In August, the lender has raised around $270 million via qualified institutional placement, and plans to raise $600 million more from large investors to bolster its capital buffers. The board will meet on 30 August to mull raising funds via equities.

YES Bank stock has declined over 85% so far in 2019 due to asset quality concerns. At 3.10 pm, the scrip traded at ₹59.30 on BSE, down 7.8% from its previous close.

Following the downgrade, private lender’s 3.75% USD notes, due February 2023, fell 3.1 cents on the dollar to 86.4 cents as of 05:07 pm in Hong Kong, set for the biggest decline since 28 November, according to prices compiled by Bloomberg.

Moody’s also expects the bulk of YES Bank’s operating profits to get consumed by loan loss provisions over the next 12-18 months, and thus will be unable to support internal capital generation. “This will leave the bank dependent on external capital raising to improve its loss-absorbing buffers, which in Moody’s opinion is becoming more challenging given the substantial decline in its share price.”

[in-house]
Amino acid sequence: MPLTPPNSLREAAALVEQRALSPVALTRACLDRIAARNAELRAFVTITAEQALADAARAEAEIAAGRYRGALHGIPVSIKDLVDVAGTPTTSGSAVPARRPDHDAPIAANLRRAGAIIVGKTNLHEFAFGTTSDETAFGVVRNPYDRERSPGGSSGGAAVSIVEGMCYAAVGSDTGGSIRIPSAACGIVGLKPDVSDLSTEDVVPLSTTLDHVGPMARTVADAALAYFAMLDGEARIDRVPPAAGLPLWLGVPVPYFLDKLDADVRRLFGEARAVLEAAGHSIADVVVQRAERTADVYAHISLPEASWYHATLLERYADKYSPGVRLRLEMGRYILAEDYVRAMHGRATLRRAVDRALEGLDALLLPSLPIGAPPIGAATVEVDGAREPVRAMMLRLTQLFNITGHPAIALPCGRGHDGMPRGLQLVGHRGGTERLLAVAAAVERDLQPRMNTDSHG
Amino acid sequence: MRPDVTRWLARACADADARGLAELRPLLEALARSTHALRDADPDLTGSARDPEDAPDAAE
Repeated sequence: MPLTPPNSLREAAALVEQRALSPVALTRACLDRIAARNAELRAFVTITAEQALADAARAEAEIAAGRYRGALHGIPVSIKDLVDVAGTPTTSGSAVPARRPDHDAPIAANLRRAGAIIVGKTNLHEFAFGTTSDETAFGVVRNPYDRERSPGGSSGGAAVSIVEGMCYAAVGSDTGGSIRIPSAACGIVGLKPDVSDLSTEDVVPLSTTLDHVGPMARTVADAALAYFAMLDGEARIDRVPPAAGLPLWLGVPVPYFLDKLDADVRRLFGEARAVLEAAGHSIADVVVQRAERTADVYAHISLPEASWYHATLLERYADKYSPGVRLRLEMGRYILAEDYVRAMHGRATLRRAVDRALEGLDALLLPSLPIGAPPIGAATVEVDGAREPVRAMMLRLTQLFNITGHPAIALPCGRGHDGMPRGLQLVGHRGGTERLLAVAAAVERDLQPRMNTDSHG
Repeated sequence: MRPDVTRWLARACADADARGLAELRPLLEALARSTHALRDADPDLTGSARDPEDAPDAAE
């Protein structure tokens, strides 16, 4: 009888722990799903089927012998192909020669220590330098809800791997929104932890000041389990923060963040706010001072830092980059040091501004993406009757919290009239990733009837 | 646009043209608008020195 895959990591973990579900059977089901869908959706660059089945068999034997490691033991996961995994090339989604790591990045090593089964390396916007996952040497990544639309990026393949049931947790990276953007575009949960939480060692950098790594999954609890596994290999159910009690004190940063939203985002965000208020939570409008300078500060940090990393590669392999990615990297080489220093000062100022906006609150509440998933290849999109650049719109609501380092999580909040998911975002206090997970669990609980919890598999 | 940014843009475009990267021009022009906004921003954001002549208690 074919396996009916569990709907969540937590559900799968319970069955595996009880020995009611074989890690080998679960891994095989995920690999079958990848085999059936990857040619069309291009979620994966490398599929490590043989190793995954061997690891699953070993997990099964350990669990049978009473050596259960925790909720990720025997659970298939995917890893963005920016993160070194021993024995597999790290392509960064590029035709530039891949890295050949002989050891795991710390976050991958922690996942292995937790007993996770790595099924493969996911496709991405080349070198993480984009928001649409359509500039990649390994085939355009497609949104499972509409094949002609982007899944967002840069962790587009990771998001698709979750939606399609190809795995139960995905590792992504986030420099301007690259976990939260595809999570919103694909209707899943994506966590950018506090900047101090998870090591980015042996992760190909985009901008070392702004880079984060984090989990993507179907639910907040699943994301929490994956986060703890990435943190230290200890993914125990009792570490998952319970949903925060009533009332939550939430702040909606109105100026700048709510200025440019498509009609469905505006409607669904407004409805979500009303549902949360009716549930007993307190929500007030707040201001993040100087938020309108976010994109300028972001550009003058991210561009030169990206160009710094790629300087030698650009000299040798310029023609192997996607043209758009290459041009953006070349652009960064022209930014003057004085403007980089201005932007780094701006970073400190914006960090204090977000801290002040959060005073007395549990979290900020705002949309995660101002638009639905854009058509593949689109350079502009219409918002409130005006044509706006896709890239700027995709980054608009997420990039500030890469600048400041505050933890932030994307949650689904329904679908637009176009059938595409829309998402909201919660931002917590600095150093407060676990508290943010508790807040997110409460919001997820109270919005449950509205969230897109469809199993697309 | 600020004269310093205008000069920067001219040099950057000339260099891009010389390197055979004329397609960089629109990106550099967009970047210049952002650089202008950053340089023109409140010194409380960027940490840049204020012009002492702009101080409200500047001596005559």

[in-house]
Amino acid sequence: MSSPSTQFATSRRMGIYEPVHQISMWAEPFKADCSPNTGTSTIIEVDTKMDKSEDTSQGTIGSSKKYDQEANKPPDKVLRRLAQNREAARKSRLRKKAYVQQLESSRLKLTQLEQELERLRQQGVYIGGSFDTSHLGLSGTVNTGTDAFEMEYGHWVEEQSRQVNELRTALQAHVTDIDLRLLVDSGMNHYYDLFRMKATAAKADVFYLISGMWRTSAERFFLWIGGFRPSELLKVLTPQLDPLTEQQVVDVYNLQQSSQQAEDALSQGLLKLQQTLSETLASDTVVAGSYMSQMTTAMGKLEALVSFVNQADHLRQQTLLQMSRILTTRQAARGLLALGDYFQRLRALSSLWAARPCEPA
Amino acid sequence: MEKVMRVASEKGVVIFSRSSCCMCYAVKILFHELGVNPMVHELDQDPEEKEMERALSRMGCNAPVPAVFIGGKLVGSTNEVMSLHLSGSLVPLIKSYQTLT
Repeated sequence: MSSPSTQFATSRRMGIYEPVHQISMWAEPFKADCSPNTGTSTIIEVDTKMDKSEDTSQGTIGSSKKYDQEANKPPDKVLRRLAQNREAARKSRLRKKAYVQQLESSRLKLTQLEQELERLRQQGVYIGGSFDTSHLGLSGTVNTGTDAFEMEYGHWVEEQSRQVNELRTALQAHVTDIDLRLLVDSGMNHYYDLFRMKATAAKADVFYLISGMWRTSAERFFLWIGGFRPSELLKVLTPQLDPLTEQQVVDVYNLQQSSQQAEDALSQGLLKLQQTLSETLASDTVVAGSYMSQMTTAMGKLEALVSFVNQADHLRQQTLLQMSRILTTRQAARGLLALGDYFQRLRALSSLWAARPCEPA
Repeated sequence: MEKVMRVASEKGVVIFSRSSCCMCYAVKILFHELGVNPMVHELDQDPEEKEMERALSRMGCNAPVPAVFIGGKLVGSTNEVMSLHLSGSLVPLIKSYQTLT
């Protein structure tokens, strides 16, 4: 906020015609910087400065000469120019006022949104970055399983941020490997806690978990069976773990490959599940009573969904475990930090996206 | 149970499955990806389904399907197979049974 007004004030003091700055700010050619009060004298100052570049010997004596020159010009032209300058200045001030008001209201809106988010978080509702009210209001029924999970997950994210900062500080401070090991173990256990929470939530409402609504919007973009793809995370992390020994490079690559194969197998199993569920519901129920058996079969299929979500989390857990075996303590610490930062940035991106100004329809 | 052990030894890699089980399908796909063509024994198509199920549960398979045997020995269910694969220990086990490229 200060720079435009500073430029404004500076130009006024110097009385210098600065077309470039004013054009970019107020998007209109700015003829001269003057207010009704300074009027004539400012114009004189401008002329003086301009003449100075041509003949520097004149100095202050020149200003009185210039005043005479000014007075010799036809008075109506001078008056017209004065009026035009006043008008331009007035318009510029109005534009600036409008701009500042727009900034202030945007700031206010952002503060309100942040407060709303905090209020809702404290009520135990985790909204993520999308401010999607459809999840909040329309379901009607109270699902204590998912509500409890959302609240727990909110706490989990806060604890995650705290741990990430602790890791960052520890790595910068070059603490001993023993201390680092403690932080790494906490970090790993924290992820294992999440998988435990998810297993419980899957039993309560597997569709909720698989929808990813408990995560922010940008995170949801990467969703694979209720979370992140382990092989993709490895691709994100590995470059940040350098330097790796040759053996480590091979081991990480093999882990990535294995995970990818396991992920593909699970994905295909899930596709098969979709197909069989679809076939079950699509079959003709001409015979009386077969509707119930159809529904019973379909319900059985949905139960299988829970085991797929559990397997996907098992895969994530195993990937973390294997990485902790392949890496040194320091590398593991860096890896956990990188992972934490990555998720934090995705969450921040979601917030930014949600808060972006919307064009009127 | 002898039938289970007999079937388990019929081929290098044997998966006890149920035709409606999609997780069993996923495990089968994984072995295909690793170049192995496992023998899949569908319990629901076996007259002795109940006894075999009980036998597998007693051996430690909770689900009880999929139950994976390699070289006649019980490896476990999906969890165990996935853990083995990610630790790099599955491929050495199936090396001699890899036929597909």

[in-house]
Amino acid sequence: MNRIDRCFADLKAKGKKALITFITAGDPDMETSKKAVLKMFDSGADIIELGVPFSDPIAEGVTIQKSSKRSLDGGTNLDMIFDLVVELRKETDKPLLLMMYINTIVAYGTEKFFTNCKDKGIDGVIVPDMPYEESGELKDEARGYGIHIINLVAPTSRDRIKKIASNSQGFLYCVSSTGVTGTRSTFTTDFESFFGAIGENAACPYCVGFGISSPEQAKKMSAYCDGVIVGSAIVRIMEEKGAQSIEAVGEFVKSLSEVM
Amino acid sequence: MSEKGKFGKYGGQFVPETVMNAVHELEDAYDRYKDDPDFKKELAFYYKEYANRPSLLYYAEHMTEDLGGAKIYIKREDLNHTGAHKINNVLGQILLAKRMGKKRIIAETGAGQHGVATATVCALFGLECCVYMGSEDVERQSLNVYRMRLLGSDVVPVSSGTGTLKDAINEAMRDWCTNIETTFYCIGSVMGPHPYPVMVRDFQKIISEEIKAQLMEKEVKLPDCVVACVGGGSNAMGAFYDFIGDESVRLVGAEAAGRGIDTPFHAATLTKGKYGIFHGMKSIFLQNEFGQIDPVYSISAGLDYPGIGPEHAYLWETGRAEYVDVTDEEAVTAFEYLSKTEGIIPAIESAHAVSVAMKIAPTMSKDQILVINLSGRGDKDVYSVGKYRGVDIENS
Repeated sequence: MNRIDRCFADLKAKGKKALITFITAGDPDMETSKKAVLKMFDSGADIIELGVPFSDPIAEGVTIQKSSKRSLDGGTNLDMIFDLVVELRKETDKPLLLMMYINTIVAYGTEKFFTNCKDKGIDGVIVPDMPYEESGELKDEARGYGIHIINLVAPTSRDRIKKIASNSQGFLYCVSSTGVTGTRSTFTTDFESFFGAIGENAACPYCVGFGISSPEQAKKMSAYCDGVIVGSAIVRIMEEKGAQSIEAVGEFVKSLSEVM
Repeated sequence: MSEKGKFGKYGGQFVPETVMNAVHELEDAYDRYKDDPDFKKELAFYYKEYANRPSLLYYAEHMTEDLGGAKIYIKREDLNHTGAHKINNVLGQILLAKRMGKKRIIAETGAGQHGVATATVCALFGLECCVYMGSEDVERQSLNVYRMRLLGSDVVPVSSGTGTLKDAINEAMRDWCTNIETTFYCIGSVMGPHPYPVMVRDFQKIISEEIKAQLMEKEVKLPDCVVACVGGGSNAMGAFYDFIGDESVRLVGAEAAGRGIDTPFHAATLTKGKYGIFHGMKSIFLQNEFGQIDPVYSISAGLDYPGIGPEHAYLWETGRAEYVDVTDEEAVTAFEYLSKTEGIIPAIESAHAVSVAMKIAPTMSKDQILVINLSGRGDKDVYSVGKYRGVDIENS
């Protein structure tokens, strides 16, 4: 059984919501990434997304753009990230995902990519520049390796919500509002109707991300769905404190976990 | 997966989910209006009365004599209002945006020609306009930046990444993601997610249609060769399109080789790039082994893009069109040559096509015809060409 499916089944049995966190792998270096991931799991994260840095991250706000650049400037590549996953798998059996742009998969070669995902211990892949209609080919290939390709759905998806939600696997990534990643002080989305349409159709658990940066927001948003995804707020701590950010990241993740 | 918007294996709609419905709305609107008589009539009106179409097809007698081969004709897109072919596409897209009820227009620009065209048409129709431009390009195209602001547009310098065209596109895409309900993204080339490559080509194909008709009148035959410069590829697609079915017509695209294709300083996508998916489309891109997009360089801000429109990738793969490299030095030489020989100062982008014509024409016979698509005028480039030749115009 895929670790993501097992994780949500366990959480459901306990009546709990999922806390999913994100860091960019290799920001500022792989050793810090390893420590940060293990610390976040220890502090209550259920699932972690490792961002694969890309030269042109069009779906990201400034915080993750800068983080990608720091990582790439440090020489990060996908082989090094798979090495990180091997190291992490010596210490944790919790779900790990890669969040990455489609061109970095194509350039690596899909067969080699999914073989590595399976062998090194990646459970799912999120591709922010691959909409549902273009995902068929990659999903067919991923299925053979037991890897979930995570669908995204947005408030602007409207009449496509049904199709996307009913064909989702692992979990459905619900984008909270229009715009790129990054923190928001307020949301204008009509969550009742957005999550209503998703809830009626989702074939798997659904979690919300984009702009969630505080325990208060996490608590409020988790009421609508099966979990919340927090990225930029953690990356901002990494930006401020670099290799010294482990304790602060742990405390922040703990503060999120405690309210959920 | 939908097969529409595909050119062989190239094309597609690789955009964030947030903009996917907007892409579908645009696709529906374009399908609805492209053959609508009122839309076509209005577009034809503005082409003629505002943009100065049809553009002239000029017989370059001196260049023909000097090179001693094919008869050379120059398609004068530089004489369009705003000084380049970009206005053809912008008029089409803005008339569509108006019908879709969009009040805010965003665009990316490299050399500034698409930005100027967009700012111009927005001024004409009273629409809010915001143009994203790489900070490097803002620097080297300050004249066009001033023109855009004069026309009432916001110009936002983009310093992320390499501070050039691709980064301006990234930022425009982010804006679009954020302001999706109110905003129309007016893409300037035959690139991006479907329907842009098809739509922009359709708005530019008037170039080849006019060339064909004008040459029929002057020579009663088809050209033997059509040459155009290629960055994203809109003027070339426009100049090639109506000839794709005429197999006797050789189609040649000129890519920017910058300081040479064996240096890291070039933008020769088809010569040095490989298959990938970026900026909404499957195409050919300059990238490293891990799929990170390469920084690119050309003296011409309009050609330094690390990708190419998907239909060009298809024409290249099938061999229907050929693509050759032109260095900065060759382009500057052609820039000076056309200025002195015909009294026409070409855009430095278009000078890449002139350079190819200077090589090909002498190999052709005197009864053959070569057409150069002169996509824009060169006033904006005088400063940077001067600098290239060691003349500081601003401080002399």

It noted that YES Bank’s asset quality deteriorated in the June quarter, with gross non performing loan ration rising to 5% from 3.2% a quarter ago. Around ₹10,000 crore of loans or 4% of its total loans remain on a watchlist – meaning that these watchlist loans may turn into non-performing assets over the next 2-3 quarters. In addition, around ₹7,500 crore of bond investments or 10% of its total investment holdings have experienced rating downgrades in the past quarters.

Though the bank’s funding and liquidity profile has remained broadly stable, it compares weakly to other rated private sector peers in India.

Moody’s has maintained a negative adjustment for corporate behavior in YES Bank’s BCA, which results in a one-notch negative adjustment to the bank’s BCA when compared to its financial profile.

The LiveMint reported

ET: RBI’s ‘undeclared’ NBFC review akin to banks’

28 August 2019: Reserve Bank of India (RBI) Governor Shaktikanta Das may have ruled out an Asset Quality Review for NBFCs, but an ongoing central bank inspection of the books of non-bank companies shows that the exercise is as stringent as the official scrutiny that had earlier pushed high-street lenders to declare higher bad loans.